Mighty River Power might have to provide additional information to investors after its much hyped partial float was rocked by far a reaching power industry reform proposed last week by the Labour/Greens opposition.
Prime Minister John Key said on TVNZ this morning that MRP needed to consider whether any additional advice now needed to be provided in the wake of the Labour/Greens announcement. Key also said that the Labour/Greens policy had now clearly shown that next year's election would be a choice between the "centre right and the far left".
In response to an interest.co.nz query on whether the Government had instructed MRP to provide more information, the company's media relations manager Katherine Litten said: "Our Board, along with the Crown as Offeror, is reviewing the new information in the public domain from the Labour/Greens announcement and then considering whether or not any additional action is required with regard to the Mighty River Power IPO."
Greens energy spokesperson Gareth Hughes said the PM was "right to say that Mighty River Power needs to consider revising its share offer document in the light of the joint Greens/Labour launch of the NZ Power plan".
“The National Government needs to make sure Kiwis have full and up to date information when it asks them to buy Mighty River shares."
Labour leader David Shearer had already approached MRP before the policy was announced suggesting that supplementary information would need providing.
Labour and the Greens have said they would create a new Pharmac-style agency called NZ Power that would act as a single buyer of wholesale electricity. They estimated household power prices would drop by 10% to 14% after the reforms, which they said would create 5,000 jobs and boost Gross Domestic Product by NZ$450 million.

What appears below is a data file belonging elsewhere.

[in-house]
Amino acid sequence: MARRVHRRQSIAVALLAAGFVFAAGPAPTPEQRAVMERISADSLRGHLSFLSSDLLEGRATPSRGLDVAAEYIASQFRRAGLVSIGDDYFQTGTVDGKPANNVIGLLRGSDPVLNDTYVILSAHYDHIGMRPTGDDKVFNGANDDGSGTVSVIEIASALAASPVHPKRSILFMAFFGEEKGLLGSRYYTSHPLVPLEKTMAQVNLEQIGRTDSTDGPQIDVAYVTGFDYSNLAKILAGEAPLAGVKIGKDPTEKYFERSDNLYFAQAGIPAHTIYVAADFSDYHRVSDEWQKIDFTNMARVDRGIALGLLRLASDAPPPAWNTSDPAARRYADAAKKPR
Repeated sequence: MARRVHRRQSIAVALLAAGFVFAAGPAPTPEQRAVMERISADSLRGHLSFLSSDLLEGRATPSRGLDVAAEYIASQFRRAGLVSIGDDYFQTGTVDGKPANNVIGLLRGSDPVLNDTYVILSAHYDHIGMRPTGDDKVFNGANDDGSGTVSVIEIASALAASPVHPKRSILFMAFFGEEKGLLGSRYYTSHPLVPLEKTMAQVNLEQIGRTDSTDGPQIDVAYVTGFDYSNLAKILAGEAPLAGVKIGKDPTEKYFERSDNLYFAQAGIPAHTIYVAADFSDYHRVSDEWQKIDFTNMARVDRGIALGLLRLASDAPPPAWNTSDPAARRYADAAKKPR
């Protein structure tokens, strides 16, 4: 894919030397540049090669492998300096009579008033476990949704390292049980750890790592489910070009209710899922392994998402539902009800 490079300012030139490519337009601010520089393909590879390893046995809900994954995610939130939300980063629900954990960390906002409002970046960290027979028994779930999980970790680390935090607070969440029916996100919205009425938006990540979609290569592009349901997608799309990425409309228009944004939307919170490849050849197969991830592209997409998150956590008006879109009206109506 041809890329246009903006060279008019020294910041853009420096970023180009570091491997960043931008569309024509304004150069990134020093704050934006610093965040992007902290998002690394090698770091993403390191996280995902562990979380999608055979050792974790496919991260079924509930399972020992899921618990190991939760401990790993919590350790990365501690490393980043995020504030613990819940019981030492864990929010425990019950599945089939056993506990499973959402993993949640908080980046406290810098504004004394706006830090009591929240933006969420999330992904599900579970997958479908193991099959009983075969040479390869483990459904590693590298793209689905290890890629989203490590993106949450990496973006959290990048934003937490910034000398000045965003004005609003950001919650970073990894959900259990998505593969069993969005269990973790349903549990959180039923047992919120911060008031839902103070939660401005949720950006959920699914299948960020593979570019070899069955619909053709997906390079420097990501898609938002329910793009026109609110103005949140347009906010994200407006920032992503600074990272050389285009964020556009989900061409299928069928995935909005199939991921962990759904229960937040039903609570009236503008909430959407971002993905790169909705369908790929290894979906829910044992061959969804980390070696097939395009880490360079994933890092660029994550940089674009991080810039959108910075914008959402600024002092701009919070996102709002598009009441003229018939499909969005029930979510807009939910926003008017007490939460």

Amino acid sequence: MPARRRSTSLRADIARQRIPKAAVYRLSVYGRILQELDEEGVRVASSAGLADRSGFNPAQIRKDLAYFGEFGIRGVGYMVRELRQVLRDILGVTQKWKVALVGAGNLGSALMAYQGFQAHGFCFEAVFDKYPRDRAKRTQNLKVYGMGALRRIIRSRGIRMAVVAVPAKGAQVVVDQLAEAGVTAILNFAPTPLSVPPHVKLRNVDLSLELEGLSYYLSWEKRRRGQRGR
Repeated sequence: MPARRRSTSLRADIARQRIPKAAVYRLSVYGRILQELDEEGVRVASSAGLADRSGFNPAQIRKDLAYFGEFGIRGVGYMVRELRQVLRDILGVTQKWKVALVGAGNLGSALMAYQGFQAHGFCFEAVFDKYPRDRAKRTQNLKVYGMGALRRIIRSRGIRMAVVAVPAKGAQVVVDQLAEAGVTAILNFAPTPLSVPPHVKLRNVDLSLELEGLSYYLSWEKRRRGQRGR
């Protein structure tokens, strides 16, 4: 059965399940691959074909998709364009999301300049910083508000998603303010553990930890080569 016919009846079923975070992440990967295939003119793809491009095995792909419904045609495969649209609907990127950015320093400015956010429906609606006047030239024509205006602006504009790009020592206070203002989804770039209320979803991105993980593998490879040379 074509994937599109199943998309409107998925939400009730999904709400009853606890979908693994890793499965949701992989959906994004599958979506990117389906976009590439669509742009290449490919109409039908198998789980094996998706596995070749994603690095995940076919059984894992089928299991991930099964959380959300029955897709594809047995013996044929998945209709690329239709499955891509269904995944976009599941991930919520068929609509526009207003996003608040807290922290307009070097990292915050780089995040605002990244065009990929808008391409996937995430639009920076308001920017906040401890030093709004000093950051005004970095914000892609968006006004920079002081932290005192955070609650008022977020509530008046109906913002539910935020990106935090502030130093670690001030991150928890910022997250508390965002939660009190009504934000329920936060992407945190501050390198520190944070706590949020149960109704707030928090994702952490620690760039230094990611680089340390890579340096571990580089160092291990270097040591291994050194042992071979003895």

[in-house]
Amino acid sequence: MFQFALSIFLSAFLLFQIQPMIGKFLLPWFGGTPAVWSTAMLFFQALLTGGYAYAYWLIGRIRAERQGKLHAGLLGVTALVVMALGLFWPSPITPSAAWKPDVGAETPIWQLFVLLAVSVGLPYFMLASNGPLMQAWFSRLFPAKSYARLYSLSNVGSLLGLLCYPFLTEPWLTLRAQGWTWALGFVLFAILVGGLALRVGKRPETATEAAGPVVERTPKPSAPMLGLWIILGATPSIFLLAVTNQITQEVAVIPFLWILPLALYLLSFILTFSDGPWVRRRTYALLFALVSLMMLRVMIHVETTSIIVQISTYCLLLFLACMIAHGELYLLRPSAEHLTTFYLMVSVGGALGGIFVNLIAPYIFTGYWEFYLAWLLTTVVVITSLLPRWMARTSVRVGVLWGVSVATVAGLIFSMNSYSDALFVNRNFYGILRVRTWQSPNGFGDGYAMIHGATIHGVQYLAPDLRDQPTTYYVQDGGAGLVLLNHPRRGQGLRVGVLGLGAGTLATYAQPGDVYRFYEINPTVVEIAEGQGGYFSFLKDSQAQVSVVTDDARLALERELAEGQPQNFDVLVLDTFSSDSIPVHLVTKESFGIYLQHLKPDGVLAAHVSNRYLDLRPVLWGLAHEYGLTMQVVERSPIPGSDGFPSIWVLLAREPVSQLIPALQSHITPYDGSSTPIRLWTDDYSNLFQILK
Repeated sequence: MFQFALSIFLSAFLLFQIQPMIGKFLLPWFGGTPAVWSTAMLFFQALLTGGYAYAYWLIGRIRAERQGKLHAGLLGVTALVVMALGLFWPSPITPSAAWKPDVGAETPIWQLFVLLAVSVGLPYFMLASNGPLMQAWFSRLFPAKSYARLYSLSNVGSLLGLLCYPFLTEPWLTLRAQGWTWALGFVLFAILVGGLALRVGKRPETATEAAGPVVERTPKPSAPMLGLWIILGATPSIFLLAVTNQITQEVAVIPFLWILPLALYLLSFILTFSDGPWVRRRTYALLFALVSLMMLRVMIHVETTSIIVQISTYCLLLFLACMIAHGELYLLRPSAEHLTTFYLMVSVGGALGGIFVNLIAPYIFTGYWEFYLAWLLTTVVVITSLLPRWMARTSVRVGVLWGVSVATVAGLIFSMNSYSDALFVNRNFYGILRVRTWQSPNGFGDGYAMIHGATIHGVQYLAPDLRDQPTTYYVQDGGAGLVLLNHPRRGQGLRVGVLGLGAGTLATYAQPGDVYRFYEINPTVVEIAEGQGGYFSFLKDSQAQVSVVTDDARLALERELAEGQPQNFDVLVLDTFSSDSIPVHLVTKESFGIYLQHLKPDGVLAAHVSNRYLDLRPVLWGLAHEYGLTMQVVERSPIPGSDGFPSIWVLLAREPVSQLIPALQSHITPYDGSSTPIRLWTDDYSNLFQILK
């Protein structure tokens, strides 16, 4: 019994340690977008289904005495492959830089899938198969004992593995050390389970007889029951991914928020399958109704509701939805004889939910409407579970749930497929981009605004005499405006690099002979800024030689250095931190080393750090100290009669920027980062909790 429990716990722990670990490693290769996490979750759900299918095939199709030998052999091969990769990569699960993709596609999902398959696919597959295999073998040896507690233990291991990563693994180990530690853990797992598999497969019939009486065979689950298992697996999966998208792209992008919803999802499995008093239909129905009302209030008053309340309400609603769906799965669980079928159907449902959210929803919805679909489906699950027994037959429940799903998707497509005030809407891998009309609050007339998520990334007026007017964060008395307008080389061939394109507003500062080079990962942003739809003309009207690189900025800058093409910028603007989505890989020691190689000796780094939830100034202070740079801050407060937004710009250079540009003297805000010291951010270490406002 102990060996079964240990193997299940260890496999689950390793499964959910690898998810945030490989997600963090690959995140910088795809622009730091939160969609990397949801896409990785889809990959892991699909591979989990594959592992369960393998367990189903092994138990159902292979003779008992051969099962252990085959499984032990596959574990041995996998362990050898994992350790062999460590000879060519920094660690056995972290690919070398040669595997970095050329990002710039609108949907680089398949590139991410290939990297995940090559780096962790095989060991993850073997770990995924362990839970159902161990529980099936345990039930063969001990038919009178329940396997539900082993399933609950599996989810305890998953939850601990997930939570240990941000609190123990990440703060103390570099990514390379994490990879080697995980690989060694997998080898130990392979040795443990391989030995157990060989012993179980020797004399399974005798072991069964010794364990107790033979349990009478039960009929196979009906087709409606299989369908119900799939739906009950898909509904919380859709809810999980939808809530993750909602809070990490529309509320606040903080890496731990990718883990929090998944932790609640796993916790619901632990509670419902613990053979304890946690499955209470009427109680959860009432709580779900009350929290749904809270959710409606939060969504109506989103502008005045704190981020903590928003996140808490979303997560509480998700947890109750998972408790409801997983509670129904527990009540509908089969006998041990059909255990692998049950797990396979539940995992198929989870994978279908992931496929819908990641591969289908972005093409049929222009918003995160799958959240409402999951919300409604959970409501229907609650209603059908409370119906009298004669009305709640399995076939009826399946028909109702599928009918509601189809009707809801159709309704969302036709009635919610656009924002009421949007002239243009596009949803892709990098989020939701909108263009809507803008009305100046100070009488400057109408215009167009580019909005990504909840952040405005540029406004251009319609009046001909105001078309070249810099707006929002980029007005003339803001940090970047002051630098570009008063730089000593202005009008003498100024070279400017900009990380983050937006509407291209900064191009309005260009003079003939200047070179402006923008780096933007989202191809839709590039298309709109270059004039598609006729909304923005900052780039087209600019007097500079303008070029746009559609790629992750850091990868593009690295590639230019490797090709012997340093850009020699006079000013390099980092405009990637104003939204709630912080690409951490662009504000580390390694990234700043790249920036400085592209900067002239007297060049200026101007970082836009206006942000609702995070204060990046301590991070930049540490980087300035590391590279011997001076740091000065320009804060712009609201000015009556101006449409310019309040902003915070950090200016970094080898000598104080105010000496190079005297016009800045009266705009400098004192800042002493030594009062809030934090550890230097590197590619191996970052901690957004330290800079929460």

Hughes said that MRP's share offer document needed to reflect the impact that NZ Power would have on the company.
“Mr Key was correct when he said on TV this morning that the value of these companies will be less once NZ Power is implemented. That is because their values have been over-inflated well above what their actual assets are worth by excessive profits resulting from high power prices.
“When NZ Power forces power prices down to a fair level, saving families $300 a year, there will be a consequent downward movement in the companies’ profits.
"...Mighty River will still be profitable, but it won’t get away with charging exorbitant prices for cheaply-produced electricity any more," Hughes said.
The Offer Document does set out a large number of potential risks for MRP. Included in these is the statement: "Changes in the regulatory environment may adversely affect Mighty River Power."
Presumably the Crown and the company now have to work out whether this kind of statement covers them sufficiently in the event that all does not go well after the float.
The offer to private investors opened last week and is set to close on May 3, so, there is not much time to get additional information out to potential investors.
About 440,000 Kiwis pre-registered interest in the shares, which are being offered at NZ$2.3.5 to NZ$2.80. However, there is no binding commitment for these people to actually go ahead and buy shares.